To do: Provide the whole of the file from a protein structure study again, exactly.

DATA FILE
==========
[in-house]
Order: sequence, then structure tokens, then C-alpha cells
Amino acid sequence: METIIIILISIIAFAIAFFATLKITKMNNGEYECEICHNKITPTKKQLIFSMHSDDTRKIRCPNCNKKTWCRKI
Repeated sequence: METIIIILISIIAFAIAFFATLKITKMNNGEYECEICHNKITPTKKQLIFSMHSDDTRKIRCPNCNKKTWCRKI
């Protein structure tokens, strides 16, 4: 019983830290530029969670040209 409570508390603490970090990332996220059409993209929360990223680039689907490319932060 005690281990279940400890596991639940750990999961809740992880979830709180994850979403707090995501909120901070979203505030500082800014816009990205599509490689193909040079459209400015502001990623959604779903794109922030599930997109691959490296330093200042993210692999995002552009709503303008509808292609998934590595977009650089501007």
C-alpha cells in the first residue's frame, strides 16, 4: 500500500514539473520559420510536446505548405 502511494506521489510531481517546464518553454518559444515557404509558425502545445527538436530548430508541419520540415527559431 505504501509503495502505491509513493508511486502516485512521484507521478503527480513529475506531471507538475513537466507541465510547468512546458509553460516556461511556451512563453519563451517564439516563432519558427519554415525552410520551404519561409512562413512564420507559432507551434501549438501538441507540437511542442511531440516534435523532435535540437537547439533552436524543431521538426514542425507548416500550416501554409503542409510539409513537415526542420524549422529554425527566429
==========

[in-house]
Order: sequence, then structure tokens, then C-alpha cells
Amino acid sequence: METIIIILISIIAFAIAFFATLKITKMNNGEYECEICHNKITPTKKQLIFSMHSDDTRKIRCPNCNKKTWCRKI
Repeated sequence: METIIIILISIIAFAIAFFATLKITKMNNGEYECEICHNKITPTKKQLIFSMHSDDTRKIRCPNCNKKTWCRKI
């Protein structure tokens, strides 16, 4: 019983830290530029969670040209 409570508390603490970090990332996220059409993209929360990223680039689907490319932060 005690281990279940400890596991639940750990999961809740992880979830709180994850979403707090995501909120901070979203505030500082800014816009990205599509490689193909040079459209400015502001990623959604779903794109922030599930997109691959490296330093200042993210692999995002552009709503303008509808292609998934590595977009650089501007």
C-alpha cells in the first residue's frame, strides 16, 4: 500500500514539473520559420510536446505548405 502511494506521489510531481517546464518553454518559444515557404509558425502545445527538436530548430508541419520540415527559431 505504501509503495502505491509513493508511486502516485512521484507521478503527480513529475506531471507538475513537466507541465510547468512546458509553460516556461511556451512563453519563451517564439516563432519558427519554415525552410520551404519561409512562413512564420507559432507551434501549438501538441507540437511542442511531440516534435523532435535540437537547439533552436524543431521538426514542425507548416500550416501554409503542409510539409513537415526542420524549422529554425527566429